Devante Hunter: I’m not going to say it’s a certain person that’s preventing me. It’s like anything that has to do with entertainment or business, it’s always the powers that be. Especially when you’re from a place that has a set culture. We have a chance to bring some evolution to the culture in Houston. It’s so many different great artists out here, but you never really get a chance to hear them. If you hear them, you hear them when they go somewhere else like New York, California, or Atlanta. You never get a chance to hear them solely saying, “I came up in the scene just like this. I came up bustin’. I came up being a dope songwriter.” But no, you gotta follow the culture.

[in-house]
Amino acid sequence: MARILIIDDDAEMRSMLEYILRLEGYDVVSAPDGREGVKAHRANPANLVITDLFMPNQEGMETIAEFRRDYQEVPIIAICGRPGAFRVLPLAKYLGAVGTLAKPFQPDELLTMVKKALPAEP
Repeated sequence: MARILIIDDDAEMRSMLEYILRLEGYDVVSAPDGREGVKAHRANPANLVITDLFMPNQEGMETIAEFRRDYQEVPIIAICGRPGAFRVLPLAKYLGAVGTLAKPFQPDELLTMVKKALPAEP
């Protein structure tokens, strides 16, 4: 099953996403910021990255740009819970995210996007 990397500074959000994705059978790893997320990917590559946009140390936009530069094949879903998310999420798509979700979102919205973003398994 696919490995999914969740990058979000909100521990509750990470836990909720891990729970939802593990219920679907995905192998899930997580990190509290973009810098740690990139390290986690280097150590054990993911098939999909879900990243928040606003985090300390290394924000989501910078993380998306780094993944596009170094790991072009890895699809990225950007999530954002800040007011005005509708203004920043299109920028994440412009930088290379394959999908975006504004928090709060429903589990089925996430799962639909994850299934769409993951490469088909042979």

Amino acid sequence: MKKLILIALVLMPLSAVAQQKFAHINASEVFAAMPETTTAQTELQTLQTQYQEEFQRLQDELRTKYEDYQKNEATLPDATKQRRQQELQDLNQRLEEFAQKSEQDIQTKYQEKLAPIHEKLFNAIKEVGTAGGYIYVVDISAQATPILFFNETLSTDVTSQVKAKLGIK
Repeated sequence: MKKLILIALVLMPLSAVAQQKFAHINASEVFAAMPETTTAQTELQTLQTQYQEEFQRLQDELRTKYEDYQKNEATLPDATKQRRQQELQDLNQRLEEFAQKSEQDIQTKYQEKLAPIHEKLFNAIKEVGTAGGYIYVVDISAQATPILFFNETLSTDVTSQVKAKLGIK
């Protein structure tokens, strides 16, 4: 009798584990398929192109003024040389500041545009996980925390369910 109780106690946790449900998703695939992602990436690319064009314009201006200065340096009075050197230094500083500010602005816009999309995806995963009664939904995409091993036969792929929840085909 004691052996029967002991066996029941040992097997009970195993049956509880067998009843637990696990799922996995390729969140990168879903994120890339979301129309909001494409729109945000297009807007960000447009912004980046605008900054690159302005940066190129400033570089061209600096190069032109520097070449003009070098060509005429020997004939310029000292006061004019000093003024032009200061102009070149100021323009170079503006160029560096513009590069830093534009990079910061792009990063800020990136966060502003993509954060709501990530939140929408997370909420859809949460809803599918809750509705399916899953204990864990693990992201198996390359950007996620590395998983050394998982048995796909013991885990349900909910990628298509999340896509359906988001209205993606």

I love my city. I do everything I do for my city. I want the outside world to understand it’s more than drank. I want to go by Pimp C’s vision. I want the world to see what we have to offer. It’s more than swangas, it’s more than candy paint, and it’s more than what people introduced y’all to in 2005. It’s a hypebeast culture and I feel like the majority of the people here are stuck in that culture. If you can’t break through from that leash in Houston you’re going to be stuck. It’s not a specific person, it’s just the powers that be. The powers that be is just the strength of the culture and what people believe in, in the city.
TRHH: Would you ever consider moving again?